# feature request: mul

Alex Martelli aleax at aleax.it
Thu Jun 12 10:54:58 CEST 2003

```Michele Simionato wrote:

> I like the new builtin 'sum', actually I missed it from my very first
> Python program (I was doing hystograms at that time). Here is the
> question: is there any hope to have a corrisponding 'mul' in the near
> future?

No, there isn't.  Indeed, that one issue was the key point in the
python-dev discussion of the sum built-in when I proposed it: would
introducing 'sum' start a "slippery slope" continuing with 'product'
and ending who knows where?  Fortunately, sanity prevailed.  'sum'
accounts for maybe 80-90% of the uses of 'reduce' and similar loops,
is an absolutely elementary functionality that beginners _expect_ in
the language (and indeed get suprised at _not_ finding), and has a
perfectly natural and attractive name (not by chance: summing up a
set of numbers is the most common arithmetic operation in everyday
life, so _of course_ natural languages have good ways to name it!).

'product' (or shold it be 'mul', or ...?) has absolutely none of these
advantages and is NOT going to become a Python built-in, ever.

> Of course, you could use 'mul' to compute factorials, bu my motivation is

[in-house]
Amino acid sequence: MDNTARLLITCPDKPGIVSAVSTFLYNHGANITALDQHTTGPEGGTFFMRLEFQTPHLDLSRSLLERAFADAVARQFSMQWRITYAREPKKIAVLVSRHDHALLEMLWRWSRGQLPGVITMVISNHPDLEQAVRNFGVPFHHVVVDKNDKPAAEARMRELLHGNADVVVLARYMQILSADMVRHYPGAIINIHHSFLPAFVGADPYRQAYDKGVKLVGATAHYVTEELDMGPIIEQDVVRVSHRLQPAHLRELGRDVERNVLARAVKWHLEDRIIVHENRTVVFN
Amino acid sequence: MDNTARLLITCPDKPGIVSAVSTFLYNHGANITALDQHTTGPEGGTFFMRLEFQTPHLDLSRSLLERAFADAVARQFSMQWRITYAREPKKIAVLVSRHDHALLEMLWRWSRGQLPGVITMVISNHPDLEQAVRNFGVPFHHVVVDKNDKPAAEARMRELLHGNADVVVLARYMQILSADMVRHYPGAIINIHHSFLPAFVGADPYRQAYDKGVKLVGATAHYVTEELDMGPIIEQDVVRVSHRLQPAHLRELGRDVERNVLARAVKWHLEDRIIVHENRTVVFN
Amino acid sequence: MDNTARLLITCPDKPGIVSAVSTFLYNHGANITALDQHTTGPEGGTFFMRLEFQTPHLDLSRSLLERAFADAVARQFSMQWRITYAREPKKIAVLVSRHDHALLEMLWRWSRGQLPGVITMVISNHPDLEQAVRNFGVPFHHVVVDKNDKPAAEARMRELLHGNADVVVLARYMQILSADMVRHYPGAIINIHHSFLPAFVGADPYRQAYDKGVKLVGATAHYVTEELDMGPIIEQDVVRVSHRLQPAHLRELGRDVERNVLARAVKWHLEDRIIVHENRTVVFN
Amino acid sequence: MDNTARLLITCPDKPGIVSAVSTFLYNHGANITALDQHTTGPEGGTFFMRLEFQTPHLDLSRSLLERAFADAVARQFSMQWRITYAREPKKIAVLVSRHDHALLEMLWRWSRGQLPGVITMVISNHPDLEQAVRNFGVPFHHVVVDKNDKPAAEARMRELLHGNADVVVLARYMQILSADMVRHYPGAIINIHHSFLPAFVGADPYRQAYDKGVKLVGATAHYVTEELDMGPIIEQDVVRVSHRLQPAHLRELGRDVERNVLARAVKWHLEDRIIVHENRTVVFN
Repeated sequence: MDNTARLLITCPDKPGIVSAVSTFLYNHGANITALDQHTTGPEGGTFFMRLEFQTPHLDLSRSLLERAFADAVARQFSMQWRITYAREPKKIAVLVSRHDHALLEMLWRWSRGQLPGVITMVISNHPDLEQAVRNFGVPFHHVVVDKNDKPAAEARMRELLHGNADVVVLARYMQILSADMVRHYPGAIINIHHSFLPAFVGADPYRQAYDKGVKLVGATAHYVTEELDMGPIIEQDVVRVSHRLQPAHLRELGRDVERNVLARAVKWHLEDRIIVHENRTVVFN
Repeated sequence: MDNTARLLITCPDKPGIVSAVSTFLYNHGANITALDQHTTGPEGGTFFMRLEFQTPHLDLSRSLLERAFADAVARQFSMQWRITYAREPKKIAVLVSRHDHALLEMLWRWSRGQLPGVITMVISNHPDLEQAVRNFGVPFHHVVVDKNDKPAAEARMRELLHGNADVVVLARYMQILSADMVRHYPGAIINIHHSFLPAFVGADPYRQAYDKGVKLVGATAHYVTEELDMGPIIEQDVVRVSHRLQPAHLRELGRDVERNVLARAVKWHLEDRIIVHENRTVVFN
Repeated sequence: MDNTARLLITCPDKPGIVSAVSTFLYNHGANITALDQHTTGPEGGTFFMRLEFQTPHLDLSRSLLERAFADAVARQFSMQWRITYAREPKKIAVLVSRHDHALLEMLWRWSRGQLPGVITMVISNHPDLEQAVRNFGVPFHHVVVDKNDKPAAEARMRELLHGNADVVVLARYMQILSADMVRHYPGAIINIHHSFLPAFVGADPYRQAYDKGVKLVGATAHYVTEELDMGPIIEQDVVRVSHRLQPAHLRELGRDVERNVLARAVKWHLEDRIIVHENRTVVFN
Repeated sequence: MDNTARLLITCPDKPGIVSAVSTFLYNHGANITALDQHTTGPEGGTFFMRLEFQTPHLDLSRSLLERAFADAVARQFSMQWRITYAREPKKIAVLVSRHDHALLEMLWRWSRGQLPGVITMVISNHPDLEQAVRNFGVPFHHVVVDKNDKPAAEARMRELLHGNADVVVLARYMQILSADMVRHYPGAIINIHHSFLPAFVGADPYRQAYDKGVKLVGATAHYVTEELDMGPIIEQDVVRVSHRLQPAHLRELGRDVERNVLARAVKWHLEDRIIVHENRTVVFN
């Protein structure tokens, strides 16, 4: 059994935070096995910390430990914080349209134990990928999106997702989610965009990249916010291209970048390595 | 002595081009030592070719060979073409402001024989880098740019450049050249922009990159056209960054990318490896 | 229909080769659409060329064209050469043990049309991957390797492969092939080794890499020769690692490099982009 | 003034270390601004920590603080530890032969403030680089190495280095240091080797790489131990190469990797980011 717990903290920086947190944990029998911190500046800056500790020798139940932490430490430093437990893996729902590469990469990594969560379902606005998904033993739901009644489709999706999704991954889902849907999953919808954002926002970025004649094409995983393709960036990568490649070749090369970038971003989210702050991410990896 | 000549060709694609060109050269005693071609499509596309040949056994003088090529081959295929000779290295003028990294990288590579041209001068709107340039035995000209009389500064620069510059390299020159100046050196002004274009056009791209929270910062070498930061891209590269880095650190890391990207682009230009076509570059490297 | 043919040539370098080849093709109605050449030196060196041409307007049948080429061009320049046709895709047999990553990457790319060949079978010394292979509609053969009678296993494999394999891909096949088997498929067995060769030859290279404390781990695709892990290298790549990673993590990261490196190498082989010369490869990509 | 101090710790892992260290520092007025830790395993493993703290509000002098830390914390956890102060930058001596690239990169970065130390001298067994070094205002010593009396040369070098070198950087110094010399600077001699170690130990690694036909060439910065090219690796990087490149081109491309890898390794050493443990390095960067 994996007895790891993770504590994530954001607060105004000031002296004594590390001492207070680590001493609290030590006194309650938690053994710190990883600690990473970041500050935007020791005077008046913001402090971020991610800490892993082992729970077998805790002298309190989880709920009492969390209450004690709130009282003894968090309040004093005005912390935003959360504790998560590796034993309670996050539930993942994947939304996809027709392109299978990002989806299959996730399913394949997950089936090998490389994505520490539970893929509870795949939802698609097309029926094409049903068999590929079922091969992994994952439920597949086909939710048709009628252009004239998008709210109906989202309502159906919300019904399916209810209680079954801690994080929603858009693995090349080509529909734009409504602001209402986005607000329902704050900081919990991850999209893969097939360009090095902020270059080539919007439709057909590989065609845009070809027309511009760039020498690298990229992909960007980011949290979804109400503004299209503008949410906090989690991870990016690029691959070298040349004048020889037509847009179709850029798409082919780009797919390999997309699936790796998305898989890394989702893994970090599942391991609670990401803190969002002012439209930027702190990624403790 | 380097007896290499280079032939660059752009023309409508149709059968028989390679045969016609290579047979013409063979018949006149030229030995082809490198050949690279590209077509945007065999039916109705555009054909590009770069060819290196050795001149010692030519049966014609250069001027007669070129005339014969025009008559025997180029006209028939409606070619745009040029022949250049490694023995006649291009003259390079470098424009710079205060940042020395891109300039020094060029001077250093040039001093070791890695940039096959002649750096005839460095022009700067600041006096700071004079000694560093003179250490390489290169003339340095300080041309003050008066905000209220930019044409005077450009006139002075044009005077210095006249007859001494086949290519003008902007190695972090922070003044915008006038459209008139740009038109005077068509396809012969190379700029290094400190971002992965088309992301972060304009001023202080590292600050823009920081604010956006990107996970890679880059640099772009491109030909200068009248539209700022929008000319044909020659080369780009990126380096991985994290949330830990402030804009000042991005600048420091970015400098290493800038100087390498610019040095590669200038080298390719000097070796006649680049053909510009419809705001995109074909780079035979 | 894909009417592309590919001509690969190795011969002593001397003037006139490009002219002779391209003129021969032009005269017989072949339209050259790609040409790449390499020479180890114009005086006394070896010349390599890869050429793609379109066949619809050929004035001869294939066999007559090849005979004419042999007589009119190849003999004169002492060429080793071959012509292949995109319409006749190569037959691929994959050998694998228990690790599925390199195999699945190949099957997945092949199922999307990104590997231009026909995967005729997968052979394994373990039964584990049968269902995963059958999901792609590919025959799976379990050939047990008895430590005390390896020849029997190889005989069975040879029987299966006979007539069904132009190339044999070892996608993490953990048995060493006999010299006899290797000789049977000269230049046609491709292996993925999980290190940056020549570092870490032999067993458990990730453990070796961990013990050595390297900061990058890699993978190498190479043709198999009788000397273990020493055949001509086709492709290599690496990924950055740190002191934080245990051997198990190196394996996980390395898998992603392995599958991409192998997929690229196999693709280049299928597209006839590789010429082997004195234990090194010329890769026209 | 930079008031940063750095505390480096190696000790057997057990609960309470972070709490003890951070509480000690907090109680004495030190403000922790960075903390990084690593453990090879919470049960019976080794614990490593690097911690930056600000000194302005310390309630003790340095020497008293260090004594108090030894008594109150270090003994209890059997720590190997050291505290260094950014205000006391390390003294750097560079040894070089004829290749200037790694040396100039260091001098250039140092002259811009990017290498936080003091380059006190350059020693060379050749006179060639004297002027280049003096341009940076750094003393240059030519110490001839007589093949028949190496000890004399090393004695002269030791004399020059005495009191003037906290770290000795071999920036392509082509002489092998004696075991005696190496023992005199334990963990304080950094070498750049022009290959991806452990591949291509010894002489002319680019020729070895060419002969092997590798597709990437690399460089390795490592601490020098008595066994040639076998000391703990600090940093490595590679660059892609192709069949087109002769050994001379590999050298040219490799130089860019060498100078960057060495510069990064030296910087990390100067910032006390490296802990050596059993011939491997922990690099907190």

> mainly for logical constructs.
> At the present, instead of
>
> if condition[0] or condition[1] or ....  or condition[42]:
>     dosomething()
>
> I can use (using a comment to make crystal clear what the code is doing)
>
> if sum(condition): # multi_or
>    dosomething()

Very tricky though -- you have to ensure that each of the items of
list 'condition' is 0 or 1, and not some negative value that might
erroneously "cancel out" other positive true values.  Personally, I
prefer to have non-built-in auxiliary functions when I need these
kinds of constructs repeatedly:

def anyOf(conditions):
for c in conditions:
if c: return c
return False
firstTrue = anyOf

def allOf(conditions):
for c in conditions:
if not c: return c
return True
firstFalse = allOf

(I'll use the synonyms firstTrue and firstFalse when I actually care
about the exact value of the first true/false item, the names anyOf
and allOf when I only care about the truth value of the latter).

> Apart for boolean algebra, I think a 'mul' with
> the signature
>
> mul(iterable, start=1)
>
> would naturally complement 'sum'. Moreover,
> the implementation would be trivial and I don't
> see why we should not have it.

Because its use would be far too rare to warrant a built-in.  And